The need for just and inclusive energy transitions is another key theme throughout the Declaration and the Bali Energy Transition Roadmap. Essentially, the focus is on eliminating energy poverty, creating green jobs, transitioning fossil fuel workers, and ensuring gender equality in the new green energy systems. These principles will also form a key part of India’s G20 agenda in 2023. Indonesia also utilised the Leaders’ Summit to announce a Just Energy Transition Partnership (JET-P) along with a group of developed economies. The partnership intends to mobilise US $20 billion in public and private finance to help Indonesia achieve net zero by 2050 while also ensuring a smooth transition for fossil fuel workers. The G7 countries have been encouraging many developing nations to engage in such partnerships, but India has been reluctant so far. However, such a deal can have a catalytic effect if designed properly and it will be interesting to see how India’s presidency addresses this issue. Even if India does not engage in a JET-P itself, it must still create the space for such conversations for other developing nations as part of its G20 agenda. Overall, at a time of global geopolitical tumult, the ambitious tone set out by the Bali Declaration bodes well for global climate action. In particular, it manages to address many issues from the perspective of the developing world and serves as a good starting point for a coherent Global South perspective on climate action from the G20.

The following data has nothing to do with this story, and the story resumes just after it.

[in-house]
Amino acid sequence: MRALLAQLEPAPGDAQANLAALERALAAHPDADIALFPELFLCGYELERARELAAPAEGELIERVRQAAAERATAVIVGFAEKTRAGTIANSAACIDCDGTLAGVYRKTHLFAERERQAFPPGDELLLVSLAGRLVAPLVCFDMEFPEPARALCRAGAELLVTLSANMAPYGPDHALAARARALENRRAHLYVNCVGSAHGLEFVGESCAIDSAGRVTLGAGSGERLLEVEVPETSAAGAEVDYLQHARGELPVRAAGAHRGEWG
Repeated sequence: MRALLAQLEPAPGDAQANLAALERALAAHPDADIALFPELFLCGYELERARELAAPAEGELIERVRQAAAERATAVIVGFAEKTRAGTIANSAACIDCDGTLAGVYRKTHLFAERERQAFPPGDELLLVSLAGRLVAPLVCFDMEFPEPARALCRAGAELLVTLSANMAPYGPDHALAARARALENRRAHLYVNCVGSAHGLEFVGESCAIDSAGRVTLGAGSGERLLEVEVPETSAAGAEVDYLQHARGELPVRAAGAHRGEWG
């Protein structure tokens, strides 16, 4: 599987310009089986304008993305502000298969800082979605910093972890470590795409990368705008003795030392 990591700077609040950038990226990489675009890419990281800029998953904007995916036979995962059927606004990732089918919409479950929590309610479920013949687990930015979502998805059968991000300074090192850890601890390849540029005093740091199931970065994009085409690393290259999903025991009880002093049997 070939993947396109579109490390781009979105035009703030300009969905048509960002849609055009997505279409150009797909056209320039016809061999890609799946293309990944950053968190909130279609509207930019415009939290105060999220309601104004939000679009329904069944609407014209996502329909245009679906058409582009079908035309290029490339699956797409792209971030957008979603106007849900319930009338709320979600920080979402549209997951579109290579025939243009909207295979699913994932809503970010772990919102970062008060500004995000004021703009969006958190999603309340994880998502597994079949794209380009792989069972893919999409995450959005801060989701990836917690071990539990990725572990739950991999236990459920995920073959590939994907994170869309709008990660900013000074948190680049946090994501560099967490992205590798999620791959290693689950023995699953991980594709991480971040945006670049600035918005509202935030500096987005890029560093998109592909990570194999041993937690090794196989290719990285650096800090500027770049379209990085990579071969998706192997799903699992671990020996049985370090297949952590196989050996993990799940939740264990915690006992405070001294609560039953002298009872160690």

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Author

Promit Mookherjee

Promit Mookherjee

Promit Mookherjee is an Associate Fellow at the Centre for Economy and Growth in Delhi. His primary research interests include sustainable mobility, techno-economics of low ...